New Delhi: India is likely to cut royalties paid to Monsanto Co. by domestic companies for its genetically modified (GM) cotton seeds again, by 20%, industry and government people in the know said.
The move risks another row with the US company, the world’s biggest seed maker, which threatened to leave India in 2016 when the government cut its royalties by more than 70%.
This time, the government plans to reduce royalties by 20.4% to compensate Indian seed makers as the government also plans to cut prices of GM cotton seeds to help farmers whose fields have been ravaged by pest attacks, the people said.
The government will finalise its decision soon, they said but gave no precise timeframe.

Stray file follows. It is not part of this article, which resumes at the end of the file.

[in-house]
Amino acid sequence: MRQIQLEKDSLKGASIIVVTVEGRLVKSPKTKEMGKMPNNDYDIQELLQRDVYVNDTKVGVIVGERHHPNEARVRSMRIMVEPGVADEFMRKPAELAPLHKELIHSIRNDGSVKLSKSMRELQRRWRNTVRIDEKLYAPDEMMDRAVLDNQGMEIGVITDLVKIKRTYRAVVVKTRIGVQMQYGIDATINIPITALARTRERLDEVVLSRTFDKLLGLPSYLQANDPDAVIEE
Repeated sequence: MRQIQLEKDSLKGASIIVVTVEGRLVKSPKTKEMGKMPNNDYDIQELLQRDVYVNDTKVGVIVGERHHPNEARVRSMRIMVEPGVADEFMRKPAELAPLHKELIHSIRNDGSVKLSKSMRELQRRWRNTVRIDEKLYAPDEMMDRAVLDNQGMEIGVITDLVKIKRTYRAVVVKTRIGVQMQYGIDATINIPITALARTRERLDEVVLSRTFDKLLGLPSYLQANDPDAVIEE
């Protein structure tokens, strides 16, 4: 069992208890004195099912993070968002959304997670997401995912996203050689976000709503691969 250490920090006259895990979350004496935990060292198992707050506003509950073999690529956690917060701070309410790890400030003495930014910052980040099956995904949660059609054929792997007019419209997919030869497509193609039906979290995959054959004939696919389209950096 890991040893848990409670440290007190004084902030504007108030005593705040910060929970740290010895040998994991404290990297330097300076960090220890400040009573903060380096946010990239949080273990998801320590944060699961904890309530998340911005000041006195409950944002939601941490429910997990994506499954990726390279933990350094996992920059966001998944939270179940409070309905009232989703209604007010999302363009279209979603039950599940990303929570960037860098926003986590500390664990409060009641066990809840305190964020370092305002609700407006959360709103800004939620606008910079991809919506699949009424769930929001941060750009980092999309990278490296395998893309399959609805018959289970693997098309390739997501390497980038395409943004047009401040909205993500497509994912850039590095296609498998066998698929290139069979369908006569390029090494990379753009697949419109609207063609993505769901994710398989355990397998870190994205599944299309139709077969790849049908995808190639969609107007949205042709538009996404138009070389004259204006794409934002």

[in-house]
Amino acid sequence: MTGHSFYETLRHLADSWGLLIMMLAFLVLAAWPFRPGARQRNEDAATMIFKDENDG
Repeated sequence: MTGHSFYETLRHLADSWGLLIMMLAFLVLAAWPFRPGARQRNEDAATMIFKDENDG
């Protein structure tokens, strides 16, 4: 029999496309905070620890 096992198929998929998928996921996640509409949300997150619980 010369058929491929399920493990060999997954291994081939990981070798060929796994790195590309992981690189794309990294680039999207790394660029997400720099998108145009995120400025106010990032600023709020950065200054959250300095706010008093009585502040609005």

A Monsanto spokesman said he wasn’t aware of any such government order.
It is expected to lower the prices of GM cotton seeds by 7.5% to Rs740 ($11) for a packet of 450 grams, according to the industry and government people familiar with the matter who did not wish to be identified.
Farmers buy GM cotton seeds from Indian seedmakers who pay to use Monsanto’s proprietary technology to produce them.
More than 90% of India’s cotton crop is genetically modified. Last year the government kept both the royalties and the retail prices of GM cotton seeds unchanged.
In 2017-18 India’s cotton output is set to rise 9.3% but won’t be the record high predicted by industry analysts because boll worm caused damage in some regions.
New Delhi approved the first GM cotton seed trait in 2003 and an upgraded variety in 2006, helping transform the country into the world’s top producer and second-largest exporter of the fibre.